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Whisky Fundamentals

Picture of Whisky Barrel Char Level

Whisky Barrel Char Level

Published 02/10/2022

American oak casks are toasted and charred before being used to mature Bourbon whiskey. Toasting not only breaks down the structure of the oak and allows the spirit to penetrate more easily, but also creates new flavour compounds. This is due to the structure of the wood itself. Oak is made up of cellulose, hemicellulose and lignin. The former gives the oak its strength, the other two begin to break down when heated, forming flavour compounds that are soluble in ethanol and impart desirable aromas to wines and spirits.

Whisky Barrel Char Level
Picture of What is the solera system?

What is the solera system?

Published 25/08/2022

The solera system is a method of aging and blending liquids, such as wine, beer, and spirits. It involves the continuous blending of older and younger batches of the liquid, resulting in a consistent flavor profile from one batch to the next. The solera system is commonly used in the production of sherry, port, and other fortified wines. The oldest part of the blend, known as the “solera,” is kept in barrels, and each time a portion of the liquid is removed for bottling, it is replaced with an equal amount of younger liquid from the next oldest barrel.

What is the solera system?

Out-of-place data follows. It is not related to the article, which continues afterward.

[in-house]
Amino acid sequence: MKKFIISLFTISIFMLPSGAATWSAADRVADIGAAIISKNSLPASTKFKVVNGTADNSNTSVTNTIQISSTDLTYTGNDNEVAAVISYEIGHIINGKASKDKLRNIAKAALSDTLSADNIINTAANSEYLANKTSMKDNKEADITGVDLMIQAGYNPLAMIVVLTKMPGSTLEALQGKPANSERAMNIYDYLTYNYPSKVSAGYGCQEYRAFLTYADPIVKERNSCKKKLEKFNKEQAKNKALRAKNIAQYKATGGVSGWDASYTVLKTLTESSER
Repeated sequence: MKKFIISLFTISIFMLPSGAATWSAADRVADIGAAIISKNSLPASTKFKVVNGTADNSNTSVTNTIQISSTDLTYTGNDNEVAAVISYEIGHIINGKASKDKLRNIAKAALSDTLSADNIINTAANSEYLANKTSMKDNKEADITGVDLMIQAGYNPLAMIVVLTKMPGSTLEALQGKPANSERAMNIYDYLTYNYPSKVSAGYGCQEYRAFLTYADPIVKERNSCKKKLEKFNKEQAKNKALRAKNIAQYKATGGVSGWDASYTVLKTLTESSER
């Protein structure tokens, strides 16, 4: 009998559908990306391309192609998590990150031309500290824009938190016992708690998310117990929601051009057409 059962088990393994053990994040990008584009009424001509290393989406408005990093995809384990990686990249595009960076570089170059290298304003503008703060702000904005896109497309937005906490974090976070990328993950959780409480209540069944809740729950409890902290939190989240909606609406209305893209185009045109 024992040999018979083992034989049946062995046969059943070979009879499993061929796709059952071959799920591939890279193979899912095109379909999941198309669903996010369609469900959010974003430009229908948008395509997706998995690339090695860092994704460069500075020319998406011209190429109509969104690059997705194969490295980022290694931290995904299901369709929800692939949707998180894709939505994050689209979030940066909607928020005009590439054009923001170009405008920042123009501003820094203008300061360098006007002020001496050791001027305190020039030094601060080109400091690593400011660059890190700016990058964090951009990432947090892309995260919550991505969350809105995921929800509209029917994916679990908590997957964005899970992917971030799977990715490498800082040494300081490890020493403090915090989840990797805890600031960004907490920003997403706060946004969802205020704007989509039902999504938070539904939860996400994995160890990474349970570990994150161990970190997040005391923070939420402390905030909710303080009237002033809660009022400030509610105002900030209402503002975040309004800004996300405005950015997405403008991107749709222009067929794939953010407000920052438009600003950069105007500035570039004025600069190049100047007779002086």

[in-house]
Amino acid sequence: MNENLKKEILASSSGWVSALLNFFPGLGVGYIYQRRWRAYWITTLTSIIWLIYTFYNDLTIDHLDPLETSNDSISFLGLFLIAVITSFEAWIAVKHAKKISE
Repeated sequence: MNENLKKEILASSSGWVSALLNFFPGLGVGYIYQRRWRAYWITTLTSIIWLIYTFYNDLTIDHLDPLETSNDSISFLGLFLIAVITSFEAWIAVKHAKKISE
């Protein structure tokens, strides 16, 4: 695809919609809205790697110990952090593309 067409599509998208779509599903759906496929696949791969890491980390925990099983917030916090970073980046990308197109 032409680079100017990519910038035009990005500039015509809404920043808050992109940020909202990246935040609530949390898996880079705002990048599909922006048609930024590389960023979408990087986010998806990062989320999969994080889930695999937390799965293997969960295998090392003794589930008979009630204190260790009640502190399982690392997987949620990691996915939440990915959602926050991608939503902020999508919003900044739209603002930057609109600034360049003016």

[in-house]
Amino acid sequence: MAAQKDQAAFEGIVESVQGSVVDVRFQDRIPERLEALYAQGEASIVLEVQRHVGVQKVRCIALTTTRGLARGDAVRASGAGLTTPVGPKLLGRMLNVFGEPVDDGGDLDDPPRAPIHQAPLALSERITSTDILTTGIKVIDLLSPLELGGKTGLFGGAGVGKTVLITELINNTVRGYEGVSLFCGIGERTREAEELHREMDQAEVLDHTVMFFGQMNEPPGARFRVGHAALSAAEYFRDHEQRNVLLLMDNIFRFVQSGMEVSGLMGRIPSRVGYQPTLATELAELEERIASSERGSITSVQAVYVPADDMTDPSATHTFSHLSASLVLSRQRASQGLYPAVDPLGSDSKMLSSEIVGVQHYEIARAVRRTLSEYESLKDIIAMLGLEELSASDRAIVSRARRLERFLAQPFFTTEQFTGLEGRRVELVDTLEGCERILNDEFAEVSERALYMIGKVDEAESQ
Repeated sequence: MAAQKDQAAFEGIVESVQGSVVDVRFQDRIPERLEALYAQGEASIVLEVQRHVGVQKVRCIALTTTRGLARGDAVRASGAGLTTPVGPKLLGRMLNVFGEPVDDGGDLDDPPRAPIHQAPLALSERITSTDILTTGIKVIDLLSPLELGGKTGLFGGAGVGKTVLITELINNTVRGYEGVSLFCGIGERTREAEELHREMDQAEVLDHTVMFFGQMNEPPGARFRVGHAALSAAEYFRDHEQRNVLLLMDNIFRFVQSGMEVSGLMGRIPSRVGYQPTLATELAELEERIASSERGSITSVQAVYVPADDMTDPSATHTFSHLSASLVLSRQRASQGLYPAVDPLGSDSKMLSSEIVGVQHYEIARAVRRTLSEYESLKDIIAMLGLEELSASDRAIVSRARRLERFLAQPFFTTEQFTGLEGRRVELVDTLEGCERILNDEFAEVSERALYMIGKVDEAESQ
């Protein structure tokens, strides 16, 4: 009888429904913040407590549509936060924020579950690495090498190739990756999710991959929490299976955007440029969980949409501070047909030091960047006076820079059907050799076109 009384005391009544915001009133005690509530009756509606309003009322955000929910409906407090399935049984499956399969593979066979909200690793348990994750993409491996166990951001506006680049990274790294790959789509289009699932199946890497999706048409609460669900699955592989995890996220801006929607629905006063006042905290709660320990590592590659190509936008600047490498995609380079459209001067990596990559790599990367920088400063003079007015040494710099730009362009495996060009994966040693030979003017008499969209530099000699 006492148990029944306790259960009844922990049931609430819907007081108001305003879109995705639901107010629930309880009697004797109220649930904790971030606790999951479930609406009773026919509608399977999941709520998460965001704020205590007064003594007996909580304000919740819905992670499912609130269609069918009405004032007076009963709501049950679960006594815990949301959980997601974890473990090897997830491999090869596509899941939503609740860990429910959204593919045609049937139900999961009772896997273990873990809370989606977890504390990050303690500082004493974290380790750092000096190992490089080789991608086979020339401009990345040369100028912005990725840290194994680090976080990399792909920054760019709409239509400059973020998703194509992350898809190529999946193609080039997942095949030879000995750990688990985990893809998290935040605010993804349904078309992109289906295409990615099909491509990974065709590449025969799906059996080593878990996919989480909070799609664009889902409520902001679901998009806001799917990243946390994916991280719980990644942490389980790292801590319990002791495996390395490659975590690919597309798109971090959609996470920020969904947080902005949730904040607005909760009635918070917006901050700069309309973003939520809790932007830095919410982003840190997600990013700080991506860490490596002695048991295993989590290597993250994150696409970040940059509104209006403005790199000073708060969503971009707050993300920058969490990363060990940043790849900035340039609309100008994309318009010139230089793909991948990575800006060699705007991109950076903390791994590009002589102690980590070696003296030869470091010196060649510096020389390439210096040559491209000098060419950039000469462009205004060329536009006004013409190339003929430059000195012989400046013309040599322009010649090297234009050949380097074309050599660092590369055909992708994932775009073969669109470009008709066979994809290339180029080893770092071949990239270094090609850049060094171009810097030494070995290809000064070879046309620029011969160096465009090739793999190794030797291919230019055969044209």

Picture of What is a Mash Bill?

What is a Mash Bill?

Published 22/08/2022

The mash bill of a whisky is the grain combination used when making multigrain spirits such as bourbons. Unlike single malt these do not consist of a single grain, but are instead produced using a mixture of different grains such as corn, rye, wheat and barley If you’re a Scotch Single Malt fan, you won’t come across the term mash bill or grain recipe. The raw material on which this spirit is malted barley.

What is a Mash Bill?
Picture of What do the streaks in a nosing glass mean?

What do the streaks in a nosing glass mean?

Published 12/07/2022

Streaks in the glass: a sign of quality? We are familiar with the picture of wine and whisky tastings: those who consider themselves to be tastings experts wave their glasses and then examine the streaks forming on the inner glass walls with a critical eye (sometimes called “church windows”, “legs” or “tears”). We are constantly told that these allow us to draw conclusions about the composition or even the quality of the liquid.

What do the streaks in a nosing glass mean?
Picture of What is an ogee?

What is an ogee?

Published 12/07/2022

An ogee is the name sometimes given to the a bulge (or boil ball) on the upper part of a pot still. While this usage is not the most accurate it does serve exactly the same purpose as a reflux ball. An ogee as defined by Forsyths of Rothes refers to the ‘S’ shape or double bend of a still. The presence of an ogee on a pot still increases the amount of reflux in much the same way a taller still, or an upward slanting line arm does.

What is an ogee?